Created: August 30, 2021  |  Last Updated: September 14, 2021  |  Category: ,   |  Tagged:

“The Right Education of Youth”


When the minutes for the first meeting of The Washington College were being taken, the founders could hardly have envisioned that their work would leave a centuries-long legacy.

What they did have was the prudence to realize that education was needed to make the recently founded country a success.

The notes of the act to form The Washington College and establish its trustees open with: “Whereas the happiness and prosperity of every community under the direction and government of Divine Providence depends much on the right education of youth, who must succeed in the important offices of society; and the most exalted nations have acquired their preeminence by the virtuous principles and liberal instilled into the minds of the rising generation…”

The notes regarding the formation of “an Academy or Public School” granted 5,000 acres were taken in 1781 in Philadelphia with the approval of the Senate and House of Representatives of the Commonwealth of Pennsylvania. The next meeting was held in Washington, and The Washington College was established in September 1781 “for the education of youth in the learned and foreign languages, the useful arts, sciences, and literature…as it is likely to promote the real welfare of this state, and especially the Western thereof…”

Today these original notes live on, bound in a large book and preserved in the Learned T. Bulman ’48 Historic Archives and Museum.

Commencement Conventions Continue

Washington College and Jefferson College diplomas

This diploma from Washington College was issued to Johannem A. Wills in 1837. The document is written entirely in Latin, a tradition that continues today at W&J (though in recent years an English version has also been issued). Signatures of professors can be found in the bottom corner, to the right of the silk ribbon, and signatures from some of his 19 classmates can be found on the rear of the document.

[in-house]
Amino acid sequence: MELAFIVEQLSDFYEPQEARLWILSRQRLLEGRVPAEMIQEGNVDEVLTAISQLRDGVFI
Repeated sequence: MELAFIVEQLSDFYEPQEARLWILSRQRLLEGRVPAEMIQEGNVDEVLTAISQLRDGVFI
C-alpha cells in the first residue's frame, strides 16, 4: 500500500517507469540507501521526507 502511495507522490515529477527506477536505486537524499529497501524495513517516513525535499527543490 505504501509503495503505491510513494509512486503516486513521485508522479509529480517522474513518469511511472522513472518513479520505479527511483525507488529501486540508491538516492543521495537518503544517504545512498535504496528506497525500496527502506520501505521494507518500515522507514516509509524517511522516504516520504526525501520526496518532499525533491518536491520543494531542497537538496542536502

A signed blank diploma from Jefferson College in Canonsburg, also in Latin, dates from the year 1800.

Looking to the past with John McMillan

Items belonging to one of W&J’s founding fathers

Some of the earliest items in the archives belong to one of Washington College’s founding fathers, John McMillan. The archives is home to a silver frame pair of glasses, a pewter mush spoon with the year 1776 engraved on it, and brass medicine or money scales, all donated by Elizabeth McMillan McDowell of Canonsburg.

About the Learned T. Bulman ’48 Historic Archives and Museum

The Learned T. Bulman ’48 Historic Archives and Museum can be found in the basement of the Clark Family Library. The library’s renovation in 2018-19 included significant upgrades in storage from the previous facility, allowing greater preservation of and access to the College’s centuries of historical materials.

The archives serves as the collective memory of Washington & Jefferson College, from the inception of John McMillan, Thaddeus Dod, and John Smith’s log cabin schools in 1781 to the present. It is the official repository for the College’s permanent records and gathers documents, photographs, moving images, audio, small-scale publications and other original materials from all aspects of campus life. In addition to College-related materials, the Local Heritage Collection collects diaries, land deeds, ledgers, legal documents, letters, maps, and other original local history items from the Washington area not directly related to W&J.

Kelly Helm, MLIS, MA, serves as the archivist, with assistance from student workers. The work of the archives ranges from assisting professors and classes with College research, providing reference information to staff and alumni, working with off-campus researchers and local historical organizations, and preserving the historical documents and artifacts of the College for future generations of Presidents.

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